If you’ve been reading my Facebook page or Twitter timeline lately, then you have seen #MyVuelingCity and #Barcelona a lot, and may have wondered what that was all about. My Vueling City is a joint venture between Spain based Vueling Airline and ScannerFM, an online radio station, that has become known as the radio of festivals. The goal of My Vueling City is to bring the independent, alternative and creative vibe that is the hallmark of Vueling Airline and ScannerFM, to city guides and allow visitors to experience the city in a more authentic way.

#MyVuelingCity is a blogger exchange program, organized by Vueling and ScannerFM, which involved bloggers exchanging cities for a weekend, and advice about the best things to see and do in their respective cities.

Eddy of destinos:actuales, came to Amsterdam in December, while I spent a weekend in Barcelona, bringing my friend Ginny of Living La Buena Vida, along for the ride. Some of the other exchanges sent bloggers from London to Bilbao, Paris to Madrid, and Florence to Valencia.  I think Ginny and I probably got the best deal, because Vueling and ScannerFM are based in Barcelona, thus giving us access to the wonderful Ana (Vueling) and Carlos (ScannerFM), the masterminds behind the project, who gave us a great insider tips.  

Barcelona is a big city, and there is no way to cover it in a weekend, but I was able to get around a bit and experience the city. Here are some of the highlights.

Ginny and I really got into the tapas thing. The first couple of meals, we went to one restaurant and had several tapas.  However, Carols explained to us that the way to enjoy tapas is to go from place to place: have a nibble and a drink here, walk a bit, then go to another spot for another nibble and drink, so that by the end of the evening you are full, drunk and completely satisfied. Carlos demonstrated at El Xampanyet in the El Born neighborhood.  

Carlos and me in front of El Xampanyet.

This place has been around since 1929 and was packed to the rafters with locals, who come for a bit of vermouth and tapas. Though we wanted to mix with the locals, we skipped the vermouth, opting instead, for cava,  and since we later discovered the name of the bar means sparkling wine, that was the perfect choice.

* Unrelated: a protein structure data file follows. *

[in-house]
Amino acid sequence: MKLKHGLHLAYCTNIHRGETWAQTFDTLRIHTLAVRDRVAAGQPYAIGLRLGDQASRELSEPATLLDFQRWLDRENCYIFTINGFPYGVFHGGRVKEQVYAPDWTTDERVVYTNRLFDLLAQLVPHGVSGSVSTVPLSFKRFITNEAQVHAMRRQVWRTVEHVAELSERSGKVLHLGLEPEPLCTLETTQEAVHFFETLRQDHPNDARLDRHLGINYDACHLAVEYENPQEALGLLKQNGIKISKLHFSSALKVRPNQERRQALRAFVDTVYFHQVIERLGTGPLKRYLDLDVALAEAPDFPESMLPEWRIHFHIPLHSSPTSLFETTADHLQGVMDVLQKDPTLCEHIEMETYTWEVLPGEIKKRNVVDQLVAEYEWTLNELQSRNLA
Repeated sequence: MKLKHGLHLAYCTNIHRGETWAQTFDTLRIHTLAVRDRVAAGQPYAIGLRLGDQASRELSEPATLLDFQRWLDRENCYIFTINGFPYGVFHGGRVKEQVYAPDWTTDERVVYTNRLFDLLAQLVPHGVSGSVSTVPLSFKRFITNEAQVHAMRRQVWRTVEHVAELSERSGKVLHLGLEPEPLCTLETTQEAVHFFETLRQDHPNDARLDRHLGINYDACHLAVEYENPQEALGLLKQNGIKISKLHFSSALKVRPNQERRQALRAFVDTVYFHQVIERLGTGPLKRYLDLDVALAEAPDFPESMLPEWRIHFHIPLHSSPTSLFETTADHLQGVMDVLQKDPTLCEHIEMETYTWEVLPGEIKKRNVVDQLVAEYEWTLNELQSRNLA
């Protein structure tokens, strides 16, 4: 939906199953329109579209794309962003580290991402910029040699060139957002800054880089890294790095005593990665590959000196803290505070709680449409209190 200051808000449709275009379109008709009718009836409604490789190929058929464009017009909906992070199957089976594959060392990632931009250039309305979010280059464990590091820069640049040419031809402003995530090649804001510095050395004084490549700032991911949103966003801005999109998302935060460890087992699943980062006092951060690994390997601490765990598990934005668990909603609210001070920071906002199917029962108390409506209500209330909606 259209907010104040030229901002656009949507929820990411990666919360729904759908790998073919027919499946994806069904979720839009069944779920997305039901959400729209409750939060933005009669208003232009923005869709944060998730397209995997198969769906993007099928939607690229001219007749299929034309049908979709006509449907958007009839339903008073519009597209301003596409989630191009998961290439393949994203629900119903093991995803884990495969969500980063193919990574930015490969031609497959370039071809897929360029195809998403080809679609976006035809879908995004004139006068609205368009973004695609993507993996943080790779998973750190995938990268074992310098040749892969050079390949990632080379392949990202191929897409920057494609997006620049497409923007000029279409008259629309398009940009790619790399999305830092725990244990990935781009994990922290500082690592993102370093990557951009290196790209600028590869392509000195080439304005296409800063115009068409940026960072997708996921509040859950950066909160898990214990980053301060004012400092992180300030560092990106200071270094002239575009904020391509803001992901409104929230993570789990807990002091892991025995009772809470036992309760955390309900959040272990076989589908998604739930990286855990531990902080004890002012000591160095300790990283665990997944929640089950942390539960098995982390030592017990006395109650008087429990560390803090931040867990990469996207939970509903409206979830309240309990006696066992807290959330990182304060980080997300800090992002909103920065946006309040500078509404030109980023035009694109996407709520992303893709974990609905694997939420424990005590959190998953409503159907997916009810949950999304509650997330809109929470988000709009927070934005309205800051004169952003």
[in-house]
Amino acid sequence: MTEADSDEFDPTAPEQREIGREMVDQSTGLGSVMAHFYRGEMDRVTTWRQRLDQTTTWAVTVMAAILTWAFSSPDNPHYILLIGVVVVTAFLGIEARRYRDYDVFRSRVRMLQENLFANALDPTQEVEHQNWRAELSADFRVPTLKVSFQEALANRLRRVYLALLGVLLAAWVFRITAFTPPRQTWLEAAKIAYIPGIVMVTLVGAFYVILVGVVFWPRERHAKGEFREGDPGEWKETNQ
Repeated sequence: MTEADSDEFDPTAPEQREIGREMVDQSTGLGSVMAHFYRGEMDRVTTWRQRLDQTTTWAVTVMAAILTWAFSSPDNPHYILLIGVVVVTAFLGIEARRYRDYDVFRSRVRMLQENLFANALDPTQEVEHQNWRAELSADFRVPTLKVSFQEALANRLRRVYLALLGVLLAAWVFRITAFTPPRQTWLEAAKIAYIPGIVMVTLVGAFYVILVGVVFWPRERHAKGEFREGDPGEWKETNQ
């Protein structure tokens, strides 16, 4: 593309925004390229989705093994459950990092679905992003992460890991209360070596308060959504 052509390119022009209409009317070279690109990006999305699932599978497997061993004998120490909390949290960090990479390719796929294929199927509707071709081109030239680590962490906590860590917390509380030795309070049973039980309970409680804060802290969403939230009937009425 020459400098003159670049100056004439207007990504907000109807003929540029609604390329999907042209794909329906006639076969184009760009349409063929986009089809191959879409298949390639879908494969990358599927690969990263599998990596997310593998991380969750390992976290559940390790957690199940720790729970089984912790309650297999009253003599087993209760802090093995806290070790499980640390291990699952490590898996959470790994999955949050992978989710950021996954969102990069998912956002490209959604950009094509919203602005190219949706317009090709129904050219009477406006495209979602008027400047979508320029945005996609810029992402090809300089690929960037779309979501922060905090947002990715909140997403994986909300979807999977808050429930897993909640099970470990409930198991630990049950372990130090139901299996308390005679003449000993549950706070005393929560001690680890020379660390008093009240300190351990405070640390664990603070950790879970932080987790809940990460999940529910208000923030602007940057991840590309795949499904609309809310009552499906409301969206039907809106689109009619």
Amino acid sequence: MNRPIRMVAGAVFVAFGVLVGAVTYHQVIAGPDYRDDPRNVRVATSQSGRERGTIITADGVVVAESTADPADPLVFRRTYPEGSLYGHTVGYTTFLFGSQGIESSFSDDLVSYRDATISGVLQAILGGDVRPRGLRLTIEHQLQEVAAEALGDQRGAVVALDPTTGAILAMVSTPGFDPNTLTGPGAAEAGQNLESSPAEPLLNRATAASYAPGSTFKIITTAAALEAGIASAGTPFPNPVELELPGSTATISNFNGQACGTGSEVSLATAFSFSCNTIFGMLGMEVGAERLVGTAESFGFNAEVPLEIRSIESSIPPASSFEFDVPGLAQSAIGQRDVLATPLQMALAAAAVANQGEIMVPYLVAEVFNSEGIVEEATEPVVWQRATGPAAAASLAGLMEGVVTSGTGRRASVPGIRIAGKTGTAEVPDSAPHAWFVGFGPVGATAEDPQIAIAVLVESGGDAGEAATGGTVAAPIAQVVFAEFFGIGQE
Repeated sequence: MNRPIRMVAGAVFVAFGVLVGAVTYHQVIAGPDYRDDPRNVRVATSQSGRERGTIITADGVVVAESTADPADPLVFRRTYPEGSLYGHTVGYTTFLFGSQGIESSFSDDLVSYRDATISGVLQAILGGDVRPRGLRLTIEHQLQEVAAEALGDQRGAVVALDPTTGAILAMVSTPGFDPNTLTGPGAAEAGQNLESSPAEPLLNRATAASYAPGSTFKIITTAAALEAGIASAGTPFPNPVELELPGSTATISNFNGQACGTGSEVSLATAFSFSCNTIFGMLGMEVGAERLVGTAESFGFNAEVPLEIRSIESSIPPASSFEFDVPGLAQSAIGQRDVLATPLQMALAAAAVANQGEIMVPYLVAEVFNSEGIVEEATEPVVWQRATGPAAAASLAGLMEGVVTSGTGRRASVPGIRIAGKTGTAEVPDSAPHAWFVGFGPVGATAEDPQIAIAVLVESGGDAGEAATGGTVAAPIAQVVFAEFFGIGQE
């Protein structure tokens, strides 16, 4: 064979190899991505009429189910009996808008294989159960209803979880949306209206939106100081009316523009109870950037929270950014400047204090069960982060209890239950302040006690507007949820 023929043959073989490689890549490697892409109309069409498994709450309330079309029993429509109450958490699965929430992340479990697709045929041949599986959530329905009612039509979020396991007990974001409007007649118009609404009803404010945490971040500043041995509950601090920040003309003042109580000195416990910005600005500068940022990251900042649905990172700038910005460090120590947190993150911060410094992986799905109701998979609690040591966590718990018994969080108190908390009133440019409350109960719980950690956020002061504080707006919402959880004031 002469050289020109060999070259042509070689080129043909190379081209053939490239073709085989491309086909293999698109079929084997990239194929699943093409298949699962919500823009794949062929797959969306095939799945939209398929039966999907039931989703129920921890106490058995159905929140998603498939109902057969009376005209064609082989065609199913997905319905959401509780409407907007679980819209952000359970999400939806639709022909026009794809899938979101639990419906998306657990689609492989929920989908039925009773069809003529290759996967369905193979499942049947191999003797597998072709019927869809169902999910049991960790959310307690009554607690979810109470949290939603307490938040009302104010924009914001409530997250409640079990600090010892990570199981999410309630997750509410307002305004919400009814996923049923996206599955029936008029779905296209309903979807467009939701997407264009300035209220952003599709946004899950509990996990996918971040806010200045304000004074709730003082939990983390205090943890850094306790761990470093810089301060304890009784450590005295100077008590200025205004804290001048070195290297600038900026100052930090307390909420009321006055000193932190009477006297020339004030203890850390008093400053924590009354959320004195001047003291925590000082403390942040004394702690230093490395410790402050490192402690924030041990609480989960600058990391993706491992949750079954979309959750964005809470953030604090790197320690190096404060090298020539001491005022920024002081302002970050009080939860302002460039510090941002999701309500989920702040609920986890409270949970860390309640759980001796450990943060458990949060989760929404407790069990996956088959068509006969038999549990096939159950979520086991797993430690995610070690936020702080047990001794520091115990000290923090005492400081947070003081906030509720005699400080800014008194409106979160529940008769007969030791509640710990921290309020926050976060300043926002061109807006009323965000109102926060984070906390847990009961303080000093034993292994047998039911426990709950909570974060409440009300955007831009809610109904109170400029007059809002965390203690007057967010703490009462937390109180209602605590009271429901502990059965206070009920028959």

Selection of Catalan cheeses.
Feeling confident that we now knew what to do, Carlos bid us farewell, and Ginny and I continued our tapas crawl/sightseeing tour around Barcelona. Next up was Set de Born. This tapas bar was also in El Born and packed, although several of the patrons were definitely not locals. I’ll just leave it at that.  We enjoyed a selection of Catalan cheeses paired with a glass of Rioja. 
Chocolate and churros and spongey, Madelaine-like cookies, for dipping.

Other food choices included churros and chocolate at Petritxol.  perfect treat on a brisk winter afternoon.  The delicious warm chocolate is a little too decadent for drinking, but absolutely perfect for dipping the churros. 

Jambon Iberico.
Patats Brava.

For this to be a trip about experiencing the city like a local, I’m certain I didn’t look like one, since I was constantly looking up and snapping pictures of Barcelona’s beautiful building, typical tourist style. But can you blame me? In the Barri Gotic neighborhood there are buildings dating from medieval times and significant sections of Roman walls from the 4th century. 

Catalan modernista is another important style of architecture in Barcelona.  Catalan modernista was developed between 1885 and 1950 and popularized by Antoni Guadi.  Guadi’s work can be seen throughout the city, and includes Park Guell*, and his masterpiece and UNESCO World Heritage Site, the Sagrada Familia*.
Sagrada Familia

Park Guell


While walking around Barcelona, not only did I find great tapas bars and see awesome architecture, I also saw lots of wonderful art. This is a great way to get in a bit of culture if you’re like me and not always interested in visiting museums.  

The sculpture “Barcelona Face” can be found in Barcelona’s old harbor and was designed by the artist Roy Lichtenstein. The sculpture, covered in mosaic, is a nod to Guadi.  Introduced in 1992 for the Olympics Games, the sculpture showed the world the new “face” of the city. 

Another stunning piece of art is Frank Gehry’s sculpture Peix d’Or .  Gehry was commissioned to build the golden sculpture, which is located in Port Olimpic, for the 1992 games.  The giant golden sculpture is said to be a fish, though when viewed from certain angles, it looks like a conquistador’s helmet. But like all art, it depends on the viewers interpretation.  

If you want to know and see more of my experience in Barcelona, visit Foodspotting, and you’ll find the guide I made of where and what we ate, and Instagram where I posted lots of pictures from the weekend.

There’s always lots of fun stuff going on on my Facebook page, so if you haven’t already liked it, you definitely should.

Note: My participation in the #MyVuelingCity blogger exchange was sponsored by My Vueling City and ScannerFM. 
* Photos of Park Guell and Sagrada Familia are from a previous trip.